Mahayana vs Theravada

General forum on the teachings of all schools of Mahayana and Vajrayana Buddhism. Topics specific to one school are best posted in the appropriate sub-forum.
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nyonchung
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Re: Mahayana vs Theravada

Post by nyonchung »

"Theravadin Abbot who is teaching Dzogchen."
Why not? but name please, and got transmission from where?
"Me and the sky don't hold views - Me and the river have no fixed practice
Me and the madman don't have a guide- Me and the rainbow have no experiences
Me, the sun and the moon have no certitudes - Me and the jewel bear no fruit" - Dampa Sanggyé as quoted by Domar Mingyur Dorjé (born 1675)
Kai lord
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Re: Mahayana vs Theravada

Post by Kai lord »

Being a bodhisattva or Arhat, isn't about the order or schools you originate, its all about your inner intention and vows.

There are Theravadins who practice bodhisatta path. Uncommon but they are there. It was believed by Theravadins that certain kings of Sri Lanka, Myanmar and Thailand were Bodhisattas.

The famous yogacarin, Dharmapala's teacher. Dharmamitri was from Mulasarvastivada order but he practiced vajrayana in secret.

Abhayagiri vihāra were esoteric Theravadins who practiced Vajrayana before they were wiped out. Monument testament to their influence, still can be found in Indonesia.
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Re: Mahayana vs Theravada

Post by Giovanni »

nyonchung wrote: Thu Jun 23, 2022 12:27 pm "Theravadin Abbot who is teaching Dzogchen."
Why not? but name please, and got transmission from where?
Ajahn Amaro. Tsoknyi Rinpoche.
Malcolm
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Re: Mahayana vs Theravada

Post by Malcolm »

Giovanni wrote: Thu Jun 23, 2022 10:56 am Some senior Dzogchen teachers known to me have been studying with a Theravadin Abbot who is teaching Dzogchen.
The Bodhisattva and Arhat models are seen as upaya rather than ontological realities. This may be a way that Buddhadharma developes in the West.
Of course they are methods, and the methods of arhats and bodhisattvas could not be more different since their motivation is utterly different.

Without Mahāyāna motivation, there is no Dzogchen.
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Re: Mahayana vs Theravada

Post by nyonchung »

Kai lord wrote: Thu Jun 23, 2022 1:05 pm Being a bodhisattva or Arhat, isn't about the order or schools you originate, its all about your inner intention and vows.

There are Theravadins who practice bodhisatta path. Uncommon but they are there. It was believed by Theravadins that certain kings of Sri Lanka, Myanmar and Thailand were Bodhisattas.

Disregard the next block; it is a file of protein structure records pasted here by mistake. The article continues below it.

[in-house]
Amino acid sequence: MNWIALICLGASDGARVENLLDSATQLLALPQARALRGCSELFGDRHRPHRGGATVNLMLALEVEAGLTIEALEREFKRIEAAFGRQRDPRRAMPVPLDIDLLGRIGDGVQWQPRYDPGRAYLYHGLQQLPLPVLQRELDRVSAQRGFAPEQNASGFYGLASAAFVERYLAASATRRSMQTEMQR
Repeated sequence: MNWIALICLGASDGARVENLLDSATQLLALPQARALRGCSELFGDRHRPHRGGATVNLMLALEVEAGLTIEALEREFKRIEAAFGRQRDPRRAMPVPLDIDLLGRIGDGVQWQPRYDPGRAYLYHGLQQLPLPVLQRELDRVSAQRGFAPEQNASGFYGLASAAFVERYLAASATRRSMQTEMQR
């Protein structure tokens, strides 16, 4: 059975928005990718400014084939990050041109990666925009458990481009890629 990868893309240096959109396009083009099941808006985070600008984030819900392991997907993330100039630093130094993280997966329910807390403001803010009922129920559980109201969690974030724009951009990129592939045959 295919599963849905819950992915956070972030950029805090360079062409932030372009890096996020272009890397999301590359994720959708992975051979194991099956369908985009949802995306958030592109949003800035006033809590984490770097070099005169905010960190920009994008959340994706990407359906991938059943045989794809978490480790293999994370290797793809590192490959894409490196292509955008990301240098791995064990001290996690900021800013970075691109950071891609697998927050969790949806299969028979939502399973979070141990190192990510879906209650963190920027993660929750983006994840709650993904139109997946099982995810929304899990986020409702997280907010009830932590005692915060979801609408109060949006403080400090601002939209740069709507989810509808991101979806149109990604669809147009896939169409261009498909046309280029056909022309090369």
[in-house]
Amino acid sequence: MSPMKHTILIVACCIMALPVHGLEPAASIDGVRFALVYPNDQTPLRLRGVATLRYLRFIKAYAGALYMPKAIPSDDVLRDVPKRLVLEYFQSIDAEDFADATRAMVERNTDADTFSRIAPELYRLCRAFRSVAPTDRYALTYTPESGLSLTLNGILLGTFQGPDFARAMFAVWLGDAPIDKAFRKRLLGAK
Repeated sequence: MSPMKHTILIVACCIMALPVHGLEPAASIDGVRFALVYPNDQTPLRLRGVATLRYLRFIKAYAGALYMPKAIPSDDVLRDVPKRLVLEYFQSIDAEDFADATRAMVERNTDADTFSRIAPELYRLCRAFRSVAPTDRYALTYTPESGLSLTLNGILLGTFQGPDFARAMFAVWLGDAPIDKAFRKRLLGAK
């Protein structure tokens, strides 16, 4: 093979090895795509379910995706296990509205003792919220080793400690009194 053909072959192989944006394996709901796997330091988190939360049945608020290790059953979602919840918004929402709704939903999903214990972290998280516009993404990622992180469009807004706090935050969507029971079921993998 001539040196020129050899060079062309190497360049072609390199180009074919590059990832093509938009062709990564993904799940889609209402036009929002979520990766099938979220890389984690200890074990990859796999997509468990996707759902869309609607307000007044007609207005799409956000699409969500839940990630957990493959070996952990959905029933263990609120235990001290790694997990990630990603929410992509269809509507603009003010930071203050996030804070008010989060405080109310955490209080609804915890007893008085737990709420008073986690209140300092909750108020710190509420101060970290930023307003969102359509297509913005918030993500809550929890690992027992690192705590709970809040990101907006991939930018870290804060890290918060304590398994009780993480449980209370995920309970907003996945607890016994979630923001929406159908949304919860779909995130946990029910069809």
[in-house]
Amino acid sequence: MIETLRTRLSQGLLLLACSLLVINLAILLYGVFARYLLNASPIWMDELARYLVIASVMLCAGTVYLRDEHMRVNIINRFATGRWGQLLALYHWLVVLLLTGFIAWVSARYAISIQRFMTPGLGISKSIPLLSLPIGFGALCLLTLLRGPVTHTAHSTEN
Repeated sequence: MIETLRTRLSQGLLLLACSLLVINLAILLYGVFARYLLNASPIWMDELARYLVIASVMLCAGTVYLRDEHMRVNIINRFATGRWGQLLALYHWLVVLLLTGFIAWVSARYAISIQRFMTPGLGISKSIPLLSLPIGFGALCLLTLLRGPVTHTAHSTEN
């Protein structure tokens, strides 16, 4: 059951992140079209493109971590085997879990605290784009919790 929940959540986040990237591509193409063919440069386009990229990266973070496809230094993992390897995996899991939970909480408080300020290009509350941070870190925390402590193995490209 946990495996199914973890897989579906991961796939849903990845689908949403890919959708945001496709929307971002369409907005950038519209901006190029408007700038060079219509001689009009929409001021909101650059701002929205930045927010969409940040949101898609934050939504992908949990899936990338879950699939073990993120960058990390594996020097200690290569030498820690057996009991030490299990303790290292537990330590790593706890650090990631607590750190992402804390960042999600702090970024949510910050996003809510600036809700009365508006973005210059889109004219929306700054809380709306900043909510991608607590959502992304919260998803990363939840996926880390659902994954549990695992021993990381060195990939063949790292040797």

The famous yogacarin, Dharmapala's teacher. Dharmamitri was from Mulasarvastivada order but he practiced vajrayana in secret.

Abhayagiri vihāra were esoteric Theravadins who practiced Vajrayana before they were wiped out. Monument testament to their influence, still can be found in Indonesia.
Simply said:
there is considerable archeological data, epigraphy, vernacular literatures etc.. and from Tibetan literature that Mahayana and Vajrayana were taught as late as XIIIth cent. in Sri Lanka, and even later in Burma (Arakan specially) and as far as the north of Thailand and Cambodia
Add a great part of what is now Indonesia
As for the great Dzogchen master Shri-singha, he was born to the South of China, possibly in Champa
Some Chinese Buddhist masters studied Mahayana in these areas
Note that this spread of Indian culture (from the South) included various art forms, sanskrit culture, and parallely the spread of Shaïvism, there are vey intersting tradition in the Tamil siddha literature on the subject

The idea of Theravada as the original form of Buddhism in Burma , Thaïland etc ... is certainly to be reconsidered
"Me and the sky don't hold views - Me and the river have no fixed practice
Me and the madman don't have a guide- Me and the rainbow have no experiences
Me, the sun and the moon have no certitudes - Me and the jewel bear no fruit" - Dampa Sanggyé as quoted by Domar Mingyur Dorjé (born 1675)
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Re: Mahayana vs Theravada

Post by Malcolm »

nyonchung wrote: Thu Jun 23, 2022 3:13 pm As for the great Dzogchen master Shri-singha, he was born to the South of China, possibly in Champa
Unlikely. The only source for this idea is the 12th century snying thig account, the lo rgyus chen mo. This finds no confirmation in the sems sde or klong sde histories.
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Re: Mahayana vs Theravada

Post by nyonchung »

Malcolm wrote: Thu Jun 23, 2022 3:33 pm
nyonchung wrote: Thu Jun 23, 2022 3:13 pm As for the great Dzogchen master Shri-singha, he was born to the South of China, possibly in Champa